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dc.contributor.authorOates, Serena
dc.date.accessioned2015-12-21T15:39:00Z
dc.date.available2015-12-21T15:39:00Z
dc.date.issued2000
dc.identifier.urihttp://hdl.handle.net/10369/7423
dc.descriptionMA Education Thesisen_US
dc.description.abstractThis study was prompted by three documents. The first, a report by OHMCI (1997) entitled "The Implementation of the Special Educational Needs Code of Practice in Primary Schools in Wales" found that standards of achievement were unsatisfactory in 16% of lessons obsewed and poor in 1%. Quality of learning was unsatisfactory in 18% and poor in 2% of lessons observed. Schools were urged by the report to monitor and evaluate the quality of their provision for pupils with special educational needs (SEN) The second document was a University of Newcastle study (Crowther et al, 1998) on costs and outcomes for pupils with moderate learning diffîculties (MLD) in special and mainstream schools. The study found that mainstream costs were lower, for similar pupils, than special school and Unit costs. It suggested that more attention should be focussed on whether resourcing for special needs provision is 'efficient, equitable and effective'. The third document, the National Standards for Special Needs Co-ordinators (D.F.E.E., 2000) also urged special needs co-ordinators (SENCOs) to assist in the evaluation of the effectiveness of provision for pupils with SEN. Inclusion is currently advocated by the Government as a vehicle to raising standards. Consequently, this study is an investigation into the effectiveness of a school's inclusion of pupils with special educational needs (SEN). It attempts to evaluate present arrangements, ascertain the specific factors that contribute to the effectivcness of this inclusion and review policy and practice in the light of evidence gathered. Data was collected via pupil questionnaires, teacher interviews and lesson observations. The report concludes that the school has a firm foundation on which to build. There is scope for improving inclusive provision for pupils with SEN at the school however and the report includes proposals for possible changes in practice, such as alternative classroom organisation and use of learning support assistants, which may result in achieving this.en_US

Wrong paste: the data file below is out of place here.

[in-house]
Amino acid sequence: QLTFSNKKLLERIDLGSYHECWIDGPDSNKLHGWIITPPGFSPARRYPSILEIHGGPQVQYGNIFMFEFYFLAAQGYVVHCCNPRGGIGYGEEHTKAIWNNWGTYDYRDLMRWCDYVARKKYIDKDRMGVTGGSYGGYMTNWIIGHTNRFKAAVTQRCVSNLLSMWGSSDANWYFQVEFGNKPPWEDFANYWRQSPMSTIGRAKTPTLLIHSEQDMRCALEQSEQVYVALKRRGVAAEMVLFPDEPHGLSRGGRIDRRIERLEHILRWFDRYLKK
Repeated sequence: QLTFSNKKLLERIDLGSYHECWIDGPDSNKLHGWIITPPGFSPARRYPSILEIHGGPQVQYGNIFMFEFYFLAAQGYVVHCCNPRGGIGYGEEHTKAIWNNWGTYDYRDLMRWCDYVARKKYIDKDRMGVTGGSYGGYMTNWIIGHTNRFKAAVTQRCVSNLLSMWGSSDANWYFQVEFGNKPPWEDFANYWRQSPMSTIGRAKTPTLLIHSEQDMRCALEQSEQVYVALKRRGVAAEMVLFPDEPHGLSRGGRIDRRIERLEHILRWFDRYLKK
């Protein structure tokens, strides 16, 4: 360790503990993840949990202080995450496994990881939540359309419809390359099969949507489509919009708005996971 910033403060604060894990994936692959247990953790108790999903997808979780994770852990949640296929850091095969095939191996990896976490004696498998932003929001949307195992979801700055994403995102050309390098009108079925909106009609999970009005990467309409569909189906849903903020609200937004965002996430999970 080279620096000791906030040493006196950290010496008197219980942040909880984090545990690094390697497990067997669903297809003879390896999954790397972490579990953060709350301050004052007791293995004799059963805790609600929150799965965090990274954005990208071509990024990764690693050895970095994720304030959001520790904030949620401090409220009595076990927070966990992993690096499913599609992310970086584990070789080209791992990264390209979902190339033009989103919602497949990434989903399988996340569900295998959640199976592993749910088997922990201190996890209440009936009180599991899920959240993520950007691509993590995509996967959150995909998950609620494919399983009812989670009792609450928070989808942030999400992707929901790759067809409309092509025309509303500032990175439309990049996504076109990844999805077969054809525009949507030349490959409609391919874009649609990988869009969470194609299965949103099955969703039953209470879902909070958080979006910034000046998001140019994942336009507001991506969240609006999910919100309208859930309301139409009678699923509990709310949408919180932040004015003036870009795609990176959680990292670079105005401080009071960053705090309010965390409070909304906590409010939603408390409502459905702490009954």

dc.language.isoenen_US
dc.publisherUniversity of Wales Institute, Cardiffen_US
dc.titleTowards inclusion? : an evaluation of a school's inclusion of puils with moderate learning difficulties.en_US
dc.typeThesisen_US


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